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Comparative dosimetric findings using accelerated partial breast irradiation across five catheter subtypes
Radiation Oncology volume 10, Article number: 160 (2015)
Accelerated partial breast irradiation (APBI) with balloon and strut adjusted volume implants (SAVI) show promising results with excellent tumor control and minimal toxicity. Knowing the factors that contribute to a high skin dose, rib dose, and D95 coverage may reduce toxicity, improve tumor control, and help properly predict patient outcomes following APBI.
Methods and materials
A retrospective analysis of 594 patients treated with brachytherapy based APBI at a single institution from May 2008 to September 2014 was grouped by applicator subtype. Patients were treated to a total of 34 Gy (3.4 Gy x 10 fractions over 5 days delivered BID) targeting a planning target volume (PTV) 1.0 cm beyond the lumpectomy cavity using a high dose rate source.
SAVI devices had the lowest statistically significant values of DmaxSkin (81.00 ± 29.83), highest values of D90 (101.50 ± 3.66), and D95 (96.09 ± 4.55). SAVI-mini devices had the lowest statistically significant values of DmaxRib (77.66 ± 32.92) and smallest V150 (18.01 ± 3.39). Multi-lumen balloons were able to obtain the smallest V200 (5.89 ± 2.21). Strut-based applicators were more likely to achieve a DmaxSkin and a DmaxRib less than or equal to 100 %. The effect of PTV on V150 showed a strong positive relationship (p < .001). PTV and DmaxSkin showed a weak negative relationship in multi-lumen applicators (p = .016) and SAVI-mini devices (p < .001). PTV and DmaxRib showed a weak negative relationship in multi-lumen applicators (p = .009), SAVI devices (p < .001), and SAVI-mini devices (p < .001).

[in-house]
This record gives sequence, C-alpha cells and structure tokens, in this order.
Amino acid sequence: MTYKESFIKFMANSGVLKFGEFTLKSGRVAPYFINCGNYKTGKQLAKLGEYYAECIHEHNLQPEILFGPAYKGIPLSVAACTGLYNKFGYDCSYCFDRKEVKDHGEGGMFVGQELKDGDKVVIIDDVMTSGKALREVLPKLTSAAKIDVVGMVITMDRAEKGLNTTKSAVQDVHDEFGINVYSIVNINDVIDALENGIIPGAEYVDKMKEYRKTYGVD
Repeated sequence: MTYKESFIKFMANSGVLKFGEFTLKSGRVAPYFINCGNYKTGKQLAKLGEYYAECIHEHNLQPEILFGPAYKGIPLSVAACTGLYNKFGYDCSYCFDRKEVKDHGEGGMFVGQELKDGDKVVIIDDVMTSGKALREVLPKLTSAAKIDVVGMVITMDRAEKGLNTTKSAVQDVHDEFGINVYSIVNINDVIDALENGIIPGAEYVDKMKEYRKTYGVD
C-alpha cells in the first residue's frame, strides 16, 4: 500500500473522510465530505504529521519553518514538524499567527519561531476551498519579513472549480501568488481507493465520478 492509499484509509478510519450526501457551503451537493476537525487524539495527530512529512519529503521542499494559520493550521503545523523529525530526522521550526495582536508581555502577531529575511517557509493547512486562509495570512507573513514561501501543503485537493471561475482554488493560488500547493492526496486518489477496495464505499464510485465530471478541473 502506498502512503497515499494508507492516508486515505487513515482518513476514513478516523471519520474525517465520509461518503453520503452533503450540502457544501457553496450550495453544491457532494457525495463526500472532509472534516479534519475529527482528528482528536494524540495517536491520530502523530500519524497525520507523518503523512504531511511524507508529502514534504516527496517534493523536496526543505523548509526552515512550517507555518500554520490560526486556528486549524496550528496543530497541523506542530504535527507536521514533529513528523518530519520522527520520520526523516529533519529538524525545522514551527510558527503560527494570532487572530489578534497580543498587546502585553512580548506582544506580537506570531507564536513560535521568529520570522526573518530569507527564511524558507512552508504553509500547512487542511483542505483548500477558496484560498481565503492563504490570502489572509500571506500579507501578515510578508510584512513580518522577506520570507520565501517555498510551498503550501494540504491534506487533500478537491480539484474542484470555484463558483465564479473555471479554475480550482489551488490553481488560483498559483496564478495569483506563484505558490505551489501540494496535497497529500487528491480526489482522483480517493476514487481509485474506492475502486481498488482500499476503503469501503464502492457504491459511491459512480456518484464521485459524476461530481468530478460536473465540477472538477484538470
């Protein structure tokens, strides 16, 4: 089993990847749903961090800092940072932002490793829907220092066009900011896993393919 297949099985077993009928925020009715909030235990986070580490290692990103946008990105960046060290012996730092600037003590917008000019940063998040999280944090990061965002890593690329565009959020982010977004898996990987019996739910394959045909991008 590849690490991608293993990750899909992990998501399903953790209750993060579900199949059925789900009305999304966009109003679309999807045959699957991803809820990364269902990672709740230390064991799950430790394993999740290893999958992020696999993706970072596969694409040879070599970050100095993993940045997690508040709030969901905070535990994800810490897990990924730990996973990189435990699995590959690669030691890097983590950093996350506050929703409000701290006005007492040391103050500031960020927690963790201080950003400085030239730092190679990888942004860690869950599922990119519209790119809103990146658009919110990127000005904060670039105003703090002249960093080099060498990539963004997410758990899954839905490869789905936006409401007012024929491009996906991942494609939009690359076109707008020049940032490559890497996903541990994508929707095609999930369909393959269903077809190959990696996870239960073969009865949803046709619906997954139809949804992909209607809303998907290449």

PTV volume is strongly correlated with V150 in all devices and V200 in strut based devices. Larger PTV volumes result in greater V150 and V200, which could help predict potential risks for hotspots and resulting toxicities in these devices. PTV volume is also weakly negatively correlated with max skin dose and max rib dose, meaning that as the PTV volumes increase one can expect slightly smaller max skin and rib doses. Strut based applicators are significantly more effective in keeping skin and rib dose constraints under 125 and 100 % when compared to any balloon based applicator.
Accelerated partial breast irradiation (APBI) has gained popularity as an alternative option to deliver adjuvant radiation therapy (RT) after lumpectomy in select patient populations with early stage breast cancer . Several different forms of RT can be used to deliver APBI, including interstitial multicatheter brachytherapy, balloon catheter brachytherapy, intraoperative radiation therapy, and conformal external beam radiation therapy . Initial data has been reported using interstitial multicatheter brachytherapy, a technique that uses image guidance for the insertion of multiple afterloading catheters around the lumpectomy cavity, resulting in excellent target coverage and conformality [3–6]. Despite 10-year interstitial multicatheter brachytherapy results showing a local control rate ≥ 95 %, and excellent cosmetic outcomes in 90 % of patients, physician acceptance has been slow [7–10, 6]. The slow acceptance is partly due to the high degree of technical skill required for a successful interstitial implant [3, 11].